By Robin McKinley.
The logical next step after reading Beauty, also by Robin McKinley, was this book. (Actually, I read several other books in between, but I think this still counts as a next step since I only read Beauty a week or two ago.) It amused me quite a bit when I read Sunshine to have the narrator say (obviously speaking for the author, in this instance) that "there are a lot of things you can do with the story of Beauty and the Beast, and I've done most of them" (pseudo-quote - probably not exact wording). So here's this story, 20 years after Beauty, and what about it makes it different enough that it's worth reading both?
It actually started off differently enough that I was upset when word of a lost ship returning came after the family's descent into poverty. Apparently, that is an integral part of the story. Certainly there is no other reason a devoted father would end up lost in the woods and find himself at an enchanted castle. You'll forgive me if that's a bit harsh, I guess.
Otherwise this book is quite different from Beauty. Near the end it comes out that she believes her name was chosen because, unlike her sisters (Lionheart(!) and Jeweltongue--the names are almost more gaudy than the enchanted castle), her beauty is her only real asset. This book is also not in the first person, which, if I remember correctly, Beauty was. To be frank, the Beauty in Rose Daughter seems to be somewhat sillier than her sisters seem to think. She believes (we all know the story, right?) that the beast brought her to his palace so that she could revive his rose garden. No kidding.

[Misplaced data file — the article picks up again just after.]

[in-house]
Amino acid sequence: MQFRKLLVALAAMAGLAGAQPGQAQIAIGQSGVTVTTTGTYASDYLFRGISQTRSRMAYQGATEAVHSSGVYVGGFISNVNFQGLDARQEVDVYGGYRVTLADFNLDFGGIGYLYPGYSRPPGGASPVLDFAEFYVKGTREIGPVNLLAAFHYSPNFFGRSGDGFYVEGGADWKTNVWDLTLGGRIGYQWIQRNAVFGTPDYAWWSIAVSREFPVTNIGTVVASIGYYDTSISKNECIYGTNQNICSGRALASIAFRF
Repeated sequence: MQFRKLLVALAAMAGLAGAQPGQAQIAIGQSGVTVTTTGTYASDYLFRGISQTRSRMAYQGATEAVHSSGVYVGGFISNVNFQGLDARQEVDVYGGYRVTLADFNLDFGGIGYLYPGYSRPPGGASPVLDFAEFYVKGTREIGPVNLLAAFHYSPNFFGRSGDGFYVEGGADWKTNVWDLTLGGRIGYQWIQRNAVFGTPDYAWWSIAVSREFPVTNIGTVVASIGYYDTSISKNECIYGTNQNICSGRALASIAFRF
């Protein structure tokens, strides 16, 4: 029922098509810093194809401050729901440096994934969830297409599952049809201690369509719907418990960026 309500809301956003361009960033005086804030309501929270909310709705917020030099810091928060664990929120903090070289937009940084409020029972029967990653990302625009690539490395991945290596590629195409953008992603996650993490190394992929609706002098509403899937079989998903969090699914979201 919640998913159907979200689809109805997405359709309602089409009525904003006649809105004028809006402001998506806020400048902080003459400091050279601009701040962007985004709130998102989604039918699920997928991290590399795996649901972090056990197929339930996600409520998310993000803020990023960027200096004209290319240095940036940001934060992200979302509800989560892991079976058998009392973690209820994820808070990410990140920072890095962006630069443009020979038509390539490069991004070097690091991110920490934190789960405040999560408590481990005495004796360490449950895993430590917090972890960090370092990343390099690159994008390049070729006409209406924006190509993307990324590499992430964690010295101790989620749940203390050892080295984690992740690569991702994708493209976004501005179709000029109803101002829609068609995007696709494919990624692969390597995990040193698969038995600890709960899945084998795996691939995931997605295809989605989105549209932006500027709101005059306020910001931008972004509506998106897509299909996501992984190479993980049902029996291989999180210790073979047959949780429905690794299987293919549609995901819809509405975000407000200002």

The story of how the beast was cursed is also somewhat less than clear, although I suspect I could figure it out if I reread it and thought about it enough. Several stories are told and it isn't entirely clear what the truth about the past is, although the truth is that Beauty has been dreaming about walking down a long dark corrider towards something frightening since she was a child in the city. Immediately you start wondering why she seems fated to what happens...
This story is also, I think, somewhat more frightening than Beauty. Not only does the author once again do a good job of making you fear the ending (it seems even more possible with the third-person narration that things could turn out bad), the castle is even more disturbingly magical than before, with things changing out of the corner of her eye and not even the beast in control (it reminds me very much of Jai Khalar, another place where the door you just came through might not lead to the place you came from, or might not even be there at all), and strange dreams of the town where her family lives where she is seen as a ghost. You start wondering if she actually is a ghost, especially after hearing Mrs. Words-without-End's version of the story.
This might be a rare book where a happy ending is not an entirely satisfying, because the journey on the way there is only half-remembered though there are tantalizing clues about what might have happened. I suppose, for some authors (many authors? not being an author, I can't speak for them), that is probably the goal: a book that you will keep thinking about.